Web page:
The Secrets of Mathematics Oxford University

 Courses
A series of talks and lectures from Oxford Mathematicians exploring the power and beauty of their subject. These talks would appeal to anyone interested in mathematics and its evergrowing range of applications from medicine to economics and beyond.

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Oxford Mathematics Public Lecture: Alan Champneys  Why pedestrian bridges wobble: Synchronisation and the wisdom of the crowd
So much noise, so many opinions. Perhaps time for Occam's Razor to start its scientific shaving? In this latest Oxford Mathematics Public Lecture Alan Champneys argues that Mathematics is at its best when it challenges assumptions. For example the wobbling of the Millennium Bridge in London in 2000.
Caused by crowds synchronising? Alan begs to differ. 
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Oxford Mathematics 3rd Year Student Lecture  Mathematical Models of Financial Derivatives
Our latest student lecture features the first lecture in the third year course on Mathematical Models of Financial Derivatives from Sam Cohen where we hear that the role of derivatives is not to make money but to avoid being exploited. We are making these lectures available to give an insight in to the student experience and how we teach. All lectures are followed by tutorials where pairs of students spend an hour with their tutor to go through the lectures and accompanying work sheets. An overview of the course and the relevant materials is available
here:
https://courses.maths.ox.ac.uk/node/42203 
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Oxford Mathematics 1st Year Student Lecture  Linear Algebra II
Our latest student lecture features the first lecture in the second term introductory course on Linear Algebra from leading Oxford Mathematician James Maynard. We are making these lectures available to give an insight in to
the student experience and how we teach. All lectures are followed by tutorials where pairs of students spend an hour with their tutor to go through the lectures and accompanying work sheets. An overview of the course and the relevant materials is available
here:
https://courses.maths.ox.ac.uk/node/43829 
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Oxford Mathematics Public Lecture: Ian Griffiths  Cheerios, iPhones and Dysons: going backwards in time with fluid mechanics
How do you make a starshaped Cheerio? How do they make the glass on your smartphone screen so flat? And how can you make a vacuum filter that removes the most dust before it blocks? All of these challenges fall under the umbrella of industrial mathematics and they all have a common theme: we know the final properties of the product we want to make and need to come up with a way of manufacturing this. Ian Griffiths demonstrates how we can use mathematics to start with the final desired product and trace the problem ‘back in time’ to manufacture products that would otherwise be impossible to produce.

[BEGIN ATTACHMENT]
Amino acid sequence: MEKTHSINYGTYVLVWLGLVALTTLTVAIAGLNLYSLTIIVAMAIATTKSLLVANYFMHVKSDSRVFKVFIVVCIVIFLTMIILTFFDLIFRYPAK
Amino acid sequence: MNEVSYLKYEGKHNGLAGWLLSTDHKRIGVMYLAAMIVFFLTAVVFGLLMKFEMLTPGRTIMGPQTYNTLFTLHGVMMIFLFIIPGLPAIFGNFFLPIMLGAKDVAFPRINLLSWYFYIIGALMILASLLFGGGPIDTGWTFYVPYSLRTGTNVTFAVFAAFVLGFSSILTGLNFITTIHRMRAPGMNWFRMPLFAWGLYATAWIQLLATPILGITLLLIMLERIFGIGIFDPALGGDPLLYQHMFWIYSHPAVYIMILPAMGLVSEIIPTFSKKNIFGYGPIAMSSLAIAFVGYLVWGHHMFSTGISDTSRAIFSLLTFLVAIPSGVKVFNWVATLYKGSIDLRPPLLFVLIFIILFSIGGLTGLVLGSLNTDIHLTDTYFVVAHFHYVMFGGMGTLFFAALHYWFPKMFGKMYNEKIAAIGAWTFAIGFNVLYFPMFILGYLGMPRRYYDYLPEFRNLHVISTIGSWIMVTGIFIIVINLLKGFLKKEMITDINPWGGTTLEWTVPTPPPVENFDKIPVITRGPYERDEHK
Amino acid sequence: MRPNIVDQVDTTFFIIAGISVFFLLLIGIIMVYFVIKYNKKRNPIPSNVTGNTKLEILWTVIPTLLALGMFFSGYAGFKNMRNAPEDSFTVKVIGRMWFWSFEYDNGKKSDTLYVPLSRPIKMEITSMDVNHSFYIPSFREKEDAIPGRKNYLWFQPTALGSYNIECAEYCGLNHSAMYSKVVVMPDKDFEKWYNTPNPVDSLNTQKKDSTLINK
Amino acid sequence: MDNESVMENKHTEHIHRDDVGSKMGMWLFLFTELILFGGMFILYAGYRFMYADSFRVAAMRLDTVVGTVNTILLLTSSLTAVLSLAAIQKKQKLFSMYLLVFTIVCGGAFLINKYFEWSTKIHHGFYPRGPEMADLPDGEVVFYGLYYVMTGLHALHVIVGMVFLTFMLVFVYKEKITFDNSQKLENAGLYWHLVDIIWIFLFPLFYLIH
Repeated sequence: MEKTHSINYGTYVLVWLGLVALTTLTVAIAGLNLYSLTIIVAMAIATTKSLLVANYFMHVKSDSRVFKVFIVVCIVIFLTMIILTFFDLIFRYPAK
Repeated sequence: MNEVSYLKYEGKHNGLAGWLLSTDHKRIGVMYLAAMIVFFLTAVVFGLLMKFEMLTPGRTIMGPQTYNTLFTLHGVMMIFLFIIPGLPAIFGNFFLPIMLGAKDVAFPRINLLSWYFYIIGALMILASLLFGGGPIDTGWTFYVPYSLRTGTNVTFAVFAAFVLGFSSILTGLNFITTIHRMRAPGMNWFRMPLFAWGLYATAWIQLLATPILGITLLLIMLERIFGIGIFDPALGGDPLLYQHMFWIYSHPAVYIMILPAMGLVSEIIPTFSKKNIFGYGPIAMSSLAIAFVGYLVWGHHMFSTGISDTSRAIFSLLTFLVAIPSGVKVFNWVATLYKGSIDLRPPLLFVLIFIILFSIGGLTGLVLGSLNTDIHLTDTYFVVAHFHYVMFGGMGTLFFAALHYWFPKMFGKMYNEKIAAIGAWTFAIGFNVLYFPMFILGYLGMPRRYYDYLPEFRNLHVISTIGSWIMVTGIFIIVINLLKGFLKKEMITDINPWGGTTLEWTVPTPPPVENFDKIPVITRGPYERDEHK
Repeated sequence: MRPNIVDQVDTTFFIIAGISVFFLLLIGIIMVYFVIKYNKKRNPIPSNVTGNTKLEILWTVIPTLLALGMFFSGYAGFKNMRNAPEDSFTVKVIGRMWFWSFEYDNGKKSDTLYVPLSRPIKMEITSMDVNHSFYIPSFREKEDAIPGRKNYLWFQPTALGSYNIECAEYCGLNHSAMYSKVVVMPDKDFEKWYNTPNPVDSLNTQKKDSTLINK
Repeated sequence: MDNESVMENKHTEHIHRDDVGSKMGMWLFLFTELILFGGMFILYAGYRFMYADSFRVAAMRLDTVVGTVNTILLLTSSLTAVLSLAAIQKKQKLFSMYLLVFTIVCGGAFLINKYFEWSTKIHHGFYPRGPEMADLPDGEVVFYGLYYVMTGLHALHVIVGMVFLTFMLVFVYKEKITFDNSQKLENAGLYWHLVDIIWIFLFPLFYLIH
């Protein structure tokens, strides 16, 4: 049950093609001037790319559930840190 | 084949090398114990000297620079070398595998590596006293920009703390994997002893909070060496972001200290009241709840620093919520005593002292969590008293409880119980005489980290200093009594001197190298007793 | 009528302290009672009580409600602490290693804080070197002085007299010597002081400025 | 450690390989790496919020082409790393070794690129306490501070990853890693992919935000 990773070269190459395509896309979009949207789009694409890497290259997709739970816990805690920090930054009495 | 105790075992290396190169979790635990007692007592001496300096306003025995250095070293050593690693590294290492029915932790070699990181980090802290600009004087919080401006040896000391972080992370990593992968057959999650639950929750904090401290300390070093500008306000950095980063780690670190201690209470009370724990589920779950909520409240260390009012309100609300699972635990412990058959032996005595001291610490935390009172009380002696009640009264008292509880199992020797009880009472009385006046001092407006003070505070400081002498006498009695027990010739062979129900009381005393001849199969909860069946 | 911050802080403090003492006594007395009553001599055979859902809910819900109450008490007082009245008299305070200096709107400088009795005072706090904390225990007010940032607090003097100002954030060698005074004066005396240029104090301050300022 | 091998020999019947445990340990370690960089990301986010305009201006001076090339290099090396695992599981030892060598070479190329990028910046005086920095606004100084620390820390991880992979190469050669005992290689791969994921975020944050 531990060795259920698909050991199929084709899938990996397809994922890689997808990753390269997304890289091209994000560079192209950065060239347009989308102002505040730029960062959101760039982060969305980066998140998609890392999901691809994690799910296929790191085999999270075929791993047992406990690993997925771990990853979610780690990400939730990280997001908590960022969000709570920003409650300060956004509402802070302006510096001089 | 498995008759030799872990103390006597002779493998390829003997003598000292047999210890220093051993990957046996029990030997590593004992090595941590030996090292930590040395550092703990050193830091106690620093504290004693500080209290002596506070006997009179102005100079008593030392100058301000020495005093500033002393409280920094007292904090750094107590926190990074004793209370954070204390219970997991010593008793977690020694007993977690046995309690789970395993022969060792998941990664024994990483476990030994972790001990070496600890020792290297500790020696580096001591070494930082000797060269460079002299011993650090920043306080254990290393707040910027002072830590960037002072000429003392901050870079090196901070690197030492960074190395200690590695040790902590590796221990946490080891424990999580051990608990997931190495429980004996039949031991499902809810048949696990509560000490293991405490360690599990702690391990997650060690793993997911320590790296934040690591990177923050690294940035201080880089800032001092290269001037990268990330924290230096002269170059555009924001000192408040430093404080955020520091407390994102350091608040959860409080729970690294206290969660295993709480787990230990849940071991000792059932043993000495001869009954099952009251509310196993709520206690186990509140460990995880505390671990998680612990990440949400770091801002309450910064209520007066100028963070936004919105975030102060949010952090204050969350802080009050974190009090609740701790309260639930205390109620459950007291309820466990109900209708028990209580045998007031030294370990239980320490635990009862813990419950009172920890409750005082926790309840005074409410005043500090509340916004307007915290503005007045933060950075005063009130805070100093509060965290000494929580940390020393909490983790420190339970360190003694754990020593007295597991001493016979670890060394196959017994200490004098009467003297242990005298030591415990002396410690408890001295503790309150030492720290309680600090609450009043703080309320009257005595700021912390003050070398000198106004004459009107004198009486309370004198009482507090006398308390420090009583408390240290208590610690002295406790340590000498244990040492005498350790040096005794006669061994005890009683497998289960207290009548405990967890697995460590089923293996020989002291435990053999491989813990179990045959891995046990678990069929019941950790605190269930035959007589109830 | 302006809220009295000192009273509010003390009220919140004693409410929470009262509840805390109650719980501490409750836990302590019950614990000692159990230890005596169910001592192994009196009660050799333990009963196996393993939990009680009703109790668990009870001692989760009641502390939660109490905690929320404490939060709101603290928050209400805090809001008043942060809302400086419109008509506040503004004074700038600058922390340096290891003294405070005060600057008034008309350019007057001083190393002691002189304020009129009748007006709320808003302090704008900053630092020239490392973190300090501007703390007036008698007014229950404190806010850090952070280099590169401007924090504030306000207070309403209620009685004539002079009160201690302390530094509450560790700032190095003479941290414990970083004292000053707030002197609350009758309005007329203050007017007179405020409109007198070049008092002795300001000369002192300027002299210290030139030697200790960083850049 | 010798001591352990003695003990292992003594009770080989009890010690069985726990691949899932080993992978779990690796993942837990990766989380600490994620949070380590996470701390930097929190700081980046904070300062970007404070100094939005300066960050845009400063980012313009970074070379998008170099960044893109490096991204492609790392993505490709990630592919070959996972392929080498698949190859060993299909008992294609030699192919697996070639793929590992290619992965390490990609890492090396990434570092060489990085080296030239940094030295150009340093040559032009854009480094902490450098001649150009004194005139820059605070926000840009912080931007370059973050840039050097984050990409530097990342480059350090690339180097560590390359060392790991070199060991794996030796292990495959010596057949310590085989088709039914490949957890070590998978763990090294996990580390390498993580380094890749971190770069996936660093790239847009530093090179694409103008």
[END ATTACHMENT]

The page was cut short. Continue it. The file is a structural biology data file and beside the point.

Ian Griffiths is a Professor of Industrial Mathematics and a Royal Society University Research Fellow in the Mathematical Institute at the University of Oxford. 
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Oxford Mathematics Public Lectures  Carlo Rovelli  Spin networks: the quantum structure of spacetime from Penrose's intuition to Loop Quantum Gravity
Carlo Rovelli delivers The Roger Penrose Lecture on the Quantum structure of Spacetime. In developing the mathematical description of quantum spacetime, Loop Quantum Gravity stumbled upon a curious mathematical structure: graphs labelled by spins. This turned out to be precisely the structure of quantum space suggested by Roger Penrose two decades earlier, just on the basis of his intuition. Today these graphs with spin, called "spin networks" have become a common tool to explore the quantum properties of gravity. In this talk Carlo will tell this beautiful story and illustrate the current role of spin networks in the efforts to understand quantum gravity.
Carlo Rovelli is a Professor in the Centre de Physique Théorique de Luminy of AixMarseille University where he works mainly in the field of quantum gravity and is a founder of loop quantum gravity theory. His popularscience book 'Seven Brief Lesson on Physics' has been translated into 41 languages and has sold over a million copies worldwide.
The Oxford Mathematics Public Lectures are generously supported by XTX Markets. 
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Oxford Mathematics Christmas Public Lecture: Chris Budd  Why does Rudolf have a shiny nose?
From the unfairness of voting on TV shows to how Santa gets down so many narrow chimneys. Chris Budd take a mathematical look at the traditions of Christmas. Oxford Mathematics Public Lectures are generously supported by XTX Markets.